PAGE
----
Tuesday, February 8, 2011

Tea For The Heart

February is National Heart Month.  During this month, I will be blogging about foods for the heart.

Today, I am going to write about tea.  Tea has been around since about 2737BC.  In fact, tea was discovered by accident by Chinese Emperor Shin Nong.  Some dried camellia blew into the Emperor's pot of boiling water.  The Emperor drank the "tea" and found it had a delightful aroma and a pleasant taste.  He declared that tea gives vigor to the body.  The beverage tea was born.

Tea has come along way since the days of long ago.  One thing is still true, tea does have excellent health benefits.  According to the November 2010 issue of "Mayo  Clinic Women's Health Source" some of the benefits of tea are:

Cardiovascular:  Green tea may lower cholesterol and triglyceride levels.  Both black and green tea can reduce the risk of a heart attack and stroke.

Cancer:  Green tea may prevent gastric, pancreatic, bladder and ovarian cancers.  Reason:  Tea contains catechins.

Cavities:  Green tea destroys bacteria that causes cavities.  It also helps prevent plaque formation.

Parkinson's Disease:  The caffeine in tea may help prevent or slow the development of Parkinson disease.

Other benefits are:

Bone Density: Regular tea drinking preserves your bone density.  There are various studies out that support this.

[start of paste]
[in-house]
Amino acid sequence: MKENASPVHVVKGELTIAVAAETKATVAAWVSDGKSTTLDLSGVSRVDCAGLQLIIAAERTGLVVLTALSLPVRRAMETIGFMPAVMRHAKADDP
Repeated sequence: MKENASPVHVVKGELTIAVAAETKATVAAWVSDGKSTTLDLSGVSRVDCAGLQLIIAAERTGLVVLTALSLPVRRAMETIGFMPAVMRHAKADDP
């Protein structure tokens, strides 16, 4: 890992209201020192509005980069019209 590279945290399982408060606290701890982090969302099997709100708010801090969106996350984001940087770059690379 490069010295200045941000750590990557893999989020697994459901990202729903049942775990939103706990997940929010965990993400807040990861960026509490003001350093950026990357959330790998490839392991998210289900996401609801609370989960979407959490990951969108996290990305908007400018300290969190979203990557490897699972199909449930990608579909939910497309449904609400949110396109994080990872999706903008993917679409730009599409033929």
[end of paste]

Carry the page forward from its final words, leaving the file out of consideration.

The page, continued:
Alzheimer's:  Drinking green tea may  delay the onset of Alzheimer's.

High Blood Pressure:  Drinking 1/2 a cup of green tea or oolong tea can lower your blood pressure.

So how many cups of tea should you drink per day.  In doing some research I found the consensus to be three plus cups a day.

                                      Making  The Perfect Cup of Tea

1. Use bottled water if possible.  If not, tap water is fine - just be sure it is cold.  Hot tap water can carry sediments from the tap.  Also,  cold water has the ability to hold more oxygen gas than hot water does.
2.  Be sure to prepare the teapot or the tea mug.  Rinse them with hot water.
3.  Bring the water to a full boil.  Remove the tea kettle from the heat.
4.  If you are using leaf tea measure one teaspoon of loose tea for each serving of tea plus one for the pot.  If you are using a tea bag one teabag per cup of tea.
5. Pour the water over the tea.  Steep the tea according to the type of tea you are making.

                                     Tea Type                                      Steeping Time

                                      White                                                 1-3 minutes
                                      China Green                                         3 minutes
                                      Japanese Green                                2-3 minutes
                                      Black                                                  3-5 minutes
                                      Darjeeling                                              3 minutes
                                      Oolong                                               3-5 minutes

A Fun Thing:

If you want to have some fun with tea try a Flowering tea.  You can find them on the Web.


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